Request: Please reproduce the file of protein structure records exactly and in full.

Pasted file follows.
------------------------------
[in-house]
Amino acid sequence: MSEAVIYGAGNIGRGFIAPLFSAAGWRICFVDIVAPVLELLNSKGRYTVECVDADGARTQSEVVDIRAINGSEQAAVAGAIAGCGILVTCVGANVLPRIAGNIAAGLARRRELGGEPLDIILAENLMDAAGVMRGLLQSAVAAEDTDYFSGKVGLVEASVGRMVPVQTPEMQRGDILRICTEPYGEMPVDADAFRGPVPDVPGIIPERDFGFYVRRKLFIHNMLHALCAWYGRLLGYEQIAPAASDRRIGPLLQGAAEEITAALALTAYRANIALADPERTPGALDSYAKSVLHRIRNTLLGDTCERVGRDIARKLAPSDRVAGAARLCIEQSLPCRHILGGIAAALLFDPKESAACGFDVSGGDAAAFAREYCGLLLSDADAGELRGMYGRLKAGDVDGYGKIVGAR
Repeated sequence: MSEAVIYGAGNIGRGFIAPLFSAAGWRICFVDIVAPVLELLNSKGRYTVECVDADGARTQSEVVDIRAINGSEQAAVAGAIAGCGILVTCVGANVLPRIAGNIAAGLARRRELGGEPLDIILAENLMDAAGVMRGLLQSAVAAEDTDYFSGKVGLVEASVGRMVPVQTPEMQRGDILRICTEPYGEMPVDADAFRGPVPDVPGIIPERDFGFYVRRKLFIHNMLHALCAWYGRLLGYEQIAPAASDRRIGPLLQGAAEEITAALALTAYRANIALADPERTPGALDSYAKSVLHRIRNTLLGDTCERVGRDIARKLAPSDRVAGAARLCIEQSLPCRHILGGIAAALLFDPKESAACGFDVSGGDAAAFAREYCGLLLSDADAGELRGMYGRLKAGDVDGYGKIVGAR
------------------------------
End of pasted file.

[in-house]
Amino acid sequence: MSEAVIYGAGNIGRGFIAPLFSAAGWRICFVDIVAPVLELLNSKGRYTVECVDADGARTQSEVVDIRAINGSEQAAVAGAIAGCGILVTCVGANVLPRIAGNIAAGLARRRELGGEPLDIILAENLMDAAGVMRGLLQSAVAAEDTDYFSGKVGLVEASVGRMVPVQTPEMQRGDILRICTEPYGEMPVDADAFRGPVPDVPGIIPERDFGFYVRRKLFIHNMLHALCAWYGRLLGYEQIAPAASDRRIGPLLQGAAEEITAALALTAYRANIALADPERTPGALDSYAKSVLHRIRNTLLGDTCERVGRDIARKLAPSDRVAGAARLCIEQSLPCRHILGGIAAALLFDPKESAACGFDVSGGDAAAFAREYCGLLLSDADAGELRGMYGRLKAGDVDGYGKIVGAR
Repeated sequence: MSEAVIYGAGNIGRGFIAPLFSAAGWRICFVDIVAPVLELLNSKGRYTVECVDADGARTQSEVVDIRAINGSEQAAVAGAIAGCGILVTCVGANVLPRIAGNIAAGLARRRELGGEPLDIILAENLMDAAGVMRGLLQSAVAAEDTDYFSGKVGLVEASVGRMVPVQTPEMQRGDILRICTEPYGEMPVDADAFRGPVPDVPGIIPERDFGFYVRRKLFIHNMLHALCAWYGRLLGYEQIAPAASDRRIGPLLQGAAEEITAALALTAYRANIALADPERTPGALDSYAKSVLHRIRNTLLGDTCERVGRDIARKLAPSDRVAGAARLCIEQSLPCRHILGGIAAALLFDPKESAACGFDVSGGDAAAFAREYCGLLLSDADAGELRGMYGRLKAGDVDGYGKIVGAR